Source: The Early Life of Lexington [KY] before the Year 1820, Mary Estelle Delcamp, A Thesis Submitted to the Faculty of Transylvania College in Candidacy for the Degree of Master of Arts June, 1916

The early Lexingtonian believed in organisation. The many sided character of his life is clearly seen in the various societies of the day. While some of these have already been discussed under educational factors, yet others were of a social and political character. In 1793 the Democratic Society, under the able chairmanship of John Breckinridge, was holding meetings at the State House on Saturday mornings at ten o’clock. Its chief object was the discussion of subjects highly interesting to the commonwealth of Kentucky (Oct. 19, 1793).

Another matter of great importance to the people of the western state, the question of immigration, was met in 1797 by the formation of a society for the promotion of immigration and the assistance of immigrants (Sept. 6, 1797). The need of such an organisation is readily seen, when one reads that in the year 1795 alone 9,010 immigrants came into Kentucky (May 7, 1795). In 1817 this organization was known as The Foreigner’s Friend’s Society (Mar. 24, 1817).

Because of its central location and prosperity, Lexington became the Mecca for the Masonic Lodge of the state. In 1806 the several lodges under the Grand Lodge of Kentucky held their convention in the town (Sept. 8, 1806). In 1812 the funeral procession and oration for the departed Grand Master was delivered at the Presbyterian Meeting House (June 2, 1812). At the close of the decade, a most gorgeous procession in honor of Thomas Webb, Esq., late deputy general grand high priest of the general grand royal arch chapter of the United States, passed thru the streets of Lexington to the Episcopal church, where services were held. The order of march was formed thus:

Two Tylers with swords.
Nine stewards with rods.
Entered apprentices.
Master Masons.
Six deacons with rods.
Secretaries and treasuries.
A deputy marshall, Bro. Thomas Anderson.
A mason’s son, with a banner of wisdom.
Three masons’ sons, with baskets of flowers.
A mason’s son, with a banner of strength.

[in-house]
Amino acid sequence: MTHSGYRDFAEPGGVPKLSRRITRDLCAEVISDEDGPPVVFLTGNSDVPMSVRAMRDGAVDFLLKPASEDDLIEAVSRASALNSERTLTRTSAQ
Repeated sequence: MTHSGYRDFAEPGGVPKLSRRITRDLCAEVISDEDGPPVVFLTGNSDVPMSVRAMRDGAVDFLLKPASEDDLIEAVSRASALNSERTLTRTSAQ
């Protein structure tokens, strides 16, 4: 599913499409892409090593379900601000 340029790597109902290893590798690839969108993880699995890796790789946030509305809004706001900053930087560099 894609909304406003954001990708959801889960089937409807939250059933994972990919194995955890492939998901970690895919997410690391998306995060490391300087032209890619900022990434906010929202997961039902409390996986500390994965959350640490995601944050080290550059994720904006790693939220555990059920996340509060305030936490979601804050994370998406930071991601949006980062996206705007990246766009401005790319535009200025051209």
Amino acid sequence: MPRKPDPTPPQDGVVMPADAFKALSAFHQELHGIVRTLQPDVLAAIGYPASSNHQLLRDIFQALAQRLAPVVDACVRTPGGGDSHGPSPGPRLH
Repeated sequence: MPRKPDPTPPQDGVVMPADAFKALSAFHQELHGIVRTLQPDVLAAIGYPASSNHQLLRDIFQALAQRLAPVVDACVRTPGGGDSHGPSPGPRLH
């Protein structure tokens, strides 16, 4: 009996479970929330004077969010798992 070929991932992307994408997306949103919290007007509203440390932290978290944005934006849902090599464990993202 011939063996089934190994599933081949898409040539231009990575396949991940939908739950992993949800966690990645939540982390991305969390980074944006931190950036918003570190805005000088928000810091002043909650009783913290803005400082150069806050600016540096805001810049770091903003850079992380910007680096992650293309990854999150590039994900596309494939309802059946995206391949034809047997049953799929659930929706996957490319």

Three mason’s sons, with baskets of flowers.
A mason’s son, with a banner of beauty.
Grand Tyler, with drawn sword.
Band of music.
Two grand stewards, with rods.
Representatives of lodges, two and two.
Past masters, two and two.
Grand sword-bearer, and grand pursuivant with swords.
Grand deacons, with rods.
Grand secretary and grand treasurer.
Grand orator and grand marshall.
Grand wardens.
Deputy marshall.
Past grand officers.
Holy Bible, borne by an elderly past grand master.
Grand master.
A car bearing two cross swords, a high priest’s insignia, dress and jewels; the grand royal arch constitution, and free mason’s monitor borne by nine royal arch masons with white scarfs and weeds.
Tyler of chapter, with sword
Three Grand masters of vails, with swords
Three royal arch masons, with extinguished candles.
Royal arch masons by threes.
Secretary and treasurer.
Deputy marshall.
The captain of the host, principal sojourner, and royal arch captain.
Past high priests.
Mourning arch, with a Holy Bible borne under it.
Orator and chaplain.
High priest, king and scribe (Sept. 3, 1819).

This was perhaps the most elaborate procession that ever marched thru the streets of early Lexington. In this same year, 1819, the Masonic Hall was entirely destroyed by fire. Sums were raised at once, and the structure was rebuilt in wonderful haste, - the more so because all spiritous liquors were prohibited from the premises, and the workmen were not even permitted to leave in order to slake their thirst on alcoholic beverages (Sept. 3, 1819).

Among the other societies of the period were: The Cincinnati Society, founded in 1797 (Jan. 4, 1797); The St. Andrew, in 1798 (Nov. 21, 1798); The Bachelor’s Club (Aug. 7, 1804); The Mechanics Benevolent Society (July 6, 1813); and The Tammany Society (Feb. 20, 1815).

Beginning in 1793 with a meeting of the Overseers of the Poor, at Mr. M’Gowan’s Tavern (Apr. 13, 1793), the charitable organisations reached a climax in 1816, when a society made up of 48 prominent people was incorporated and called: The Contributors of Fayette Hospital. The reason for its founding lay in the necessity of providing a place for lunatics and the sick poor of the county. The result of this organisation was the erection of a building 64 by 62 feet, the three stories high, the first lunatic asylum (Feb. 26, 1816; Apr. 15, 1816; July 12, 1817).

Transcribed February 2002 by pb

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